And of course all the drilling we do on the homefront still won’t protect us from higher gas prices. “As various energy experts have argued, there’s no such thing as ‘true’ oil independence,” writes Ezra Klein at the Washington Post. “Oil is traded on the world market. If tensions in the Middle East cause prices to spike, everyone is affected, regardless of where they get their crude. The easiest way to observe this is to look at Canada. Canada is a net oil exporter, a bona fide oil-independent nation. But gasoline prices in Canada still rise and fall in accordance with world events, just as they do in the United States or Japan or Europe.”

It seems that Romney is not all that good at math. He has a few more problems with numbers in his plan. As David Lazarus writes for the Los Angeles Times:

Following his plan, Romney says, would create 3 million new jobs, $1 trillion in government revenue, a stronger dollar and lower energy prices.

You gotta wonder why President Obama hasn’t figured all this out for himself.

Wait, what’s this? It’s a report from the nonpartisan Congressional Budget Office, which says that 70% of the nation’s oil and gas reserves are already available for drilling.

Opening the rest for drilling, it says, would increase government receipts from an estimated $150 billion under current policy to $175 billion to $200 billion over the next 10 years.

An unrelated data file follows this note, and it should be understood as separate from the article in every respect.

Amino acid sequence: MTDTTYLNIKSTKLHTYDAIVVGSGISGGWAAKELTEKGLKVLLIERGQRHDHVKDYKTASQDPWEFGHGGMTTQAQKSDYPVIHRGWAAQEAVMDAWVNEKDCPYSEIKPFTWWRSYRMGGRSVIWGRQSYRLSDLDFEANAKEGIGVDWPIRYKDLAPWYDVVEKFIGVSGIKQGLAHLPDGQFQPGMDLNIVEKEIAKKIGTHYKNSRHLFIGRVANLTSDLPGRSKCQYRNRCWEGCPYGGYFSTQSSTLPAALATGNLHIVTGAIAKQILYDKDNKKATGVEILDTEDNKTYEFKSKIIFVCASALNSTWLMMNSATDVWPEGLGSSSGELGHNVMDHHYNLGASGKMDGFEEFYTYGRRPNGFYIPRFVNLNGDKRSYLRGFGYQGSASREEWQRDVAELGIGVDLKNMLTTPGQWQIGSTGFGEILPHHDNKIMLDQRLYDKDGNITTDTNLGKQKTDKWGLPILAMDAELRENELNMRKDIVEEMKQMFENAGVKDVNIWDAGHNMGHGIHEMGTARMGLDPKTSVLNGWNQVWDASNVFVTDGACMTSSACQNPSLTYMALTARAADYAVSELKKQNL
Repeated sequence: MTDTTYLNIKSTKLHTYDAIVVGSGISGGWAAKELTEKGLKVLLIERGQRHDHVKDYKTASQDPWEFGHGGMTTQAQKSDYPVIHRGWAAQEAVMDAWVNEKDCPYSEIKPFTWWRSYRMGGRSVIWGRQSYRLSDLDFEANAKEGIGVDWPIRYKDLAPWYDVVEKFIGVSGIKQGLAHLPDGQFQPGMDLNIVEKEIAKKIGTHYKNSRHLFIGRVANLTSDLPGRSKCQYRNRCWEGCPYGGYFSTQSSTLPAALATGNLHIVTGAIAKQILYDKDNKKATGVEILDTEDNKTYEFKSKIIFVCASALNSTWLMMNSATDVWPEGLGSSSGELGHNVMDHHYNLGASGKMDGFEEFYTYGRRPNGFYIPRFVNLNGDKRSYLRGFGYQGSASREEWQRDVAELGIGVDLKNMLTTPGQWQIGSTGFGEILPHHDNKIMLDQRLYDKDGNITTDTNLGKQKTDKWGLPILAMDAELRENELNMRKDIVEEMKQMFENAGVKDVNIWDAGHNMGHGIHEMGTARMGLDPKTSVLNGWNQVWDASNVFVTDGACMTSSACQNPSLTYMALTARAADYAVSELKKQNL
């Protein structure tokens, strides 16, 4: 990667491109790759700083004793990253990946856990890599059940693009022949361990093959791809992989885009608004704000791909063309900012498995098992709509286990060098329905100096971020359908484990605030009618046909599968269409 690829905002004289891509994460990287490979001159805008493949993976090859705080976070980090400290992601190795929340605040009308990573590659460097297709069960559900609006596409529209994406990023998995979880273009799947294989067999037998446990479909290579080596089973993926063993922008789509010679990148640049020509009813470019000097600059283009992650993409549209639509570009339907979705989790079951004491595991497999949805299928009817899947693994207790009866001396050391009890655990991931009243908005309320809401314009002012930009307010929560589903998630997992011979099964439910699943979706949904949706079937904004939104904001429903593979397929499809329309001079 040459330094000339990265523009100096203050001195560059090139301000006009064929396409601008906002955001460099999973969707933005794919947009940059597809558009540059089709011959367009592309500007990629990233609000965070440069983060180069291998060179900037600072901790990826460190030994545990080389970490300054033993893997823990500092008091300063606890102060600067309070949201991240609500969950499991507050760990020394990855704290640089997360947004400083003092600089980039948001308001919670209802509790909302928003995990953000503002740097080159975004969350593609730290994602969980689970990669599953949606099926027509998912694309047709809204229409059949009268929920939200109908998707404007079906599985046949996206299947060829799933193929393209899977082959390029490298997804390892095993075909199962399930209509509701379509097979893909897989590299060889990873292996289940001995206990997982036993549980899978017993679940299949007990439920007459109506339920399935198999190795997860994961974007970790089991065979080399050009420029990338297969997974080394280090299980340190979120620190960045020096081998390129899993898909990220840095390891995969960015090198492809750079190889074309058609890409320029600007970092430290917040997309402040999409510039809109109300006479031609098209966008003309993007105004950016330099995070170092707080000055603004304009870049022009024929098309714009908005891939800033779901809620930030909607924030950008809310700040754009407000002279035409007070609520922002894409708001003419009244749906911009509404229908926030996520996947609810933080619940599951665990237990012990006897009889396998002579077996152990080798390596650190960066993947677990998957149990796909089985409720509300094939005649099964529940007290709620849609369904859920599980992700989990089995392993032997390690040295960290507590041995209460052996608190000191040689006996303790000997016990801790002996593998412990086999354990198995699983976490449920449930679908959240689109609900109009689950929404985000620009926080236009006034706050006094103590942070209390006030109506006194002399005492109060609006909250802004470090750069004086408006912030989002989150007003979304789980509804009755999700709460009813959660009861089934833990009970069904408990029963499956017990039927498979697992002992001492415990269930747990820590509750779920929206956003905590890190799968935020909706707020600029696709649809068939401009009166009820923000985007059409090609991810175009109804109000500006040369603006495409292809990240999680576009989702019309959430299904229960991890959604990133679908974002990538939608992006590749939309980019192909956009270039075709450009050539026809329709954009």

Gosh, kind of makes you wonder where those millions of jobs and additional $800 billion in cash will come from.

The faults with Romney’s plan aren’t just with what he said, but it’s also with what he doesn’t say. There is zero mention of climate change. This isn’t surprising of course, because of the GOP’s politicizing of science, but it is still a shame. There is also no mention of the drought, which has affected half of the country this summer, and no mention of the critical role that freshwater plays in our every part of our lives — energy, included.

Partners in Crime

Like John McCain, Romney’s stance on environmental issues has gotten worse the higher he has climbed in the GOP. As Andrew Schenkel wrote last year for Mother Nature Network, “As governor of Massachusetts, Romney supported a carbon-trading pact among Northeastern states that, like his health care bill, served as a potential model for a national version. Romney even said of the plan, ‘I am convinced it is good for business.’” Is candidate Romney supporting anything close to that these days? Heck no!

He has even started to waffle and dodge on the issue of climate change’s mere existence. This has prompted Bill McKibben’s 350.org to issue a petition calling for Romney to come clean on his position on climate change and what he’d do solve the climate crisis.

All this is not too surprising considering his company these days. As Weiss wrote: